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Oakley Lens tint for Pilots

X-Metal Pilot

Oakley Beginner
Hey Guys,
loocking for Lens Tint suggstions for Pilots to use in the Sky.
Anybody experience with Oaklys and Flying.

I think the best match would be lenses with:

15-30 % Light Transmission

I've been tested Black and Ice Iridium Lenses.
Very good for bright light but for an inside view to dark.
The best (though admittedly non-Oakley) is tried and true G-15.
You need true colour rendition, and (especially with a glass panel) non-polarized.
I'm thinking slate iridium might work (23%).
Slate iridium or normal grey for neutral tints. Tungsten or fire iridium for contrast (VR28 black iridium is also doable for contrast)
Recommendations from FAA publication AM-400-05/1:

"TINTS. The choice of tints for sunglasses is practically infinite. The three most common tints are gray, gray-green, and brown, any of which would be an excellent choice for the aviator. Gray (neutral density filter) is recommended because it distorts color the least. Some pilots, however, report that gray-green and brown tints enhance vividness and minimize scattered (blue and violet) light, thus enhancing contrast in hazy conditions. Yellow, amber, and orange (i.e., “Blue Blockers”) tints eliminate short-wavelength light from reaching the wearer’s eyes and reportedly sharpen vision, although no scientific studies support this claim. In addition, these tints are known to distort colors, making it difficult to distinguish the color of navigation lights, signals, or color-coded maps and instrument displays. For flying, sunglass lenses should screen out only 70 - 85% of visible light and not appreciably distort color. Tints that block more than 85% of visible light are not recommended for flying due to the possibility of reduced visual acuity, resulting in difficulty seeing instruments and written material inside the cockpit.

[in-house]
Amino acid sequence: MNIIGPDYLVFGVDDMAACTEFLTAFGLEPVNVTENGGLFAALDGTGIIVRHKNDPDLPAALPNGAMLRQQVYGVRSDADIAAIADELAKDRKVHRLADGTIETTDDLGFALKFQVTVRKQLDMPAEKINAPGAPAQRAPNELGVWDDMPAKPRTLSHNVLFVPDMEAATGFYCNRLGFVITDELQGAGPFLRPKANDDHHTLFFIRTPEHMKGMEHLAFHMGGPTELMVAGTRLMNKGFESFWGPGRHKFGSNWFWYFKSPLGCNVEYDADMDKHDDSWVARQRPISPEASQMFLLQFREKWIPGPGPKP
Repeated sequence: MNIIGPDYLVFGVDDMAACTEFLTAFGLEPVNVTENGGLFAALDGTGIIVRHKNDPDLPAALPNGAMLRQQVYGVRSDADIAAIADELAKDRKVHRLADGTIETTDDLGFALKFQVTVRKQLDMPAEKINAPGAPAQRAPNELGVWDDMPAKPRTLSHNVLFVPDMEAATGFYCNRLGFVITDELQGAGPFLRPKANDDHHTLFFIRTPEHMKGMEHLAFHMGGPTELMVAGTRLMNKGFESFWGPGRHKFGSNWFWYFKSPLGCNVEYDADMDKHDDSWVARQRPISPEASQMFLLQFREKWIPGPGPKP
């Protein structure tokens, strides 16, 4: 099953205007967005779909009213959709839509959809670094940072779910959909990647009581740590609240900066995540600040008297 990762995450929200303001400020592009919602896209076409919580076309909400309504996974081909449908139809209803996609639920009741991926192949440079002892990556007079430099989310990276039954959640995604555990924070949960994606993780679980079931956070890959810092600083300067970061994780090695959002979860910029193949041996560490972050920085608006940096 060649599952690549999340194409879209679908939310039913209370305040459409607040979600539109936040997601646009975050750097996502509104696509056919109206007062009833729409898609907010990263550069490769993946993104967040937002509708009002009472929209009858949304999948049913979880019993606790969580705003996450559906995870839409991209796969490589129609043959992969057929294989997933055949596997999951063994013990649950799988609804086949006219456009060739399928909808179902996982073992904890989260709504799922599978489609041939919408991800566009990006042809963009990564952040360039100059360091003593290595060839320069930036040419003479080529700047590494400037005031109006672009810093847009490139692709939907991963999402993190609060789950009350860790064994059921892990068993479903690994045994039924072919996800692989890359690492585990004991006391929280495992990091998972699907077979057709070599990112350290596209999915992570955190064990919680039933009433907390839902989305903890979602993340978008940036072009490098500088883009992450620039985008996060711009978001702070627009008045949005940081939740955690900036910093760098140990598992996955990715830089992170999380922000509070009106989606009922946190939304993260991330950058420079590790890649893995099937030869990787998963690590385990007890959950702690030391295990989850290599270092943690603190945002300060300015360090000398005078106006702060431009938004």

POLARIZATION. Polarized lenses are not recommended for use in the aviation environment. While useful for blocking reflected light from horizontal surfaces such as water or snow, polarization can reduce or eliminate the visibility of instruments that incorporate antiglare filters. Polarized lenses may also interfere with visibility through an aircraft windscreen by enhancing striations in laminated materials and mask the sparkle of light that reflects off shiny surfaces such as another aircraft’s wing or windscreen, which can reduce the time a pilot has to react in a “see-and-avoid” traffic situation. "
I think i will prefer a contrast lens and will try the Fire Iridium.

I've tested a G30 a few weeks ago.
It was not so bad. The blue light complete dissapear und you see everything with a rose touch.
After some minutes ist was very comfotable especially near the ground with few clouds.
The colours are good. But in bright light you have to change the glasses.

What about a G20 ?!? Is the tint still avail.
Slate is probably your best option for light blockage with accurate color perception. Its not as common as other tints though so tracking it down might be more difficult.

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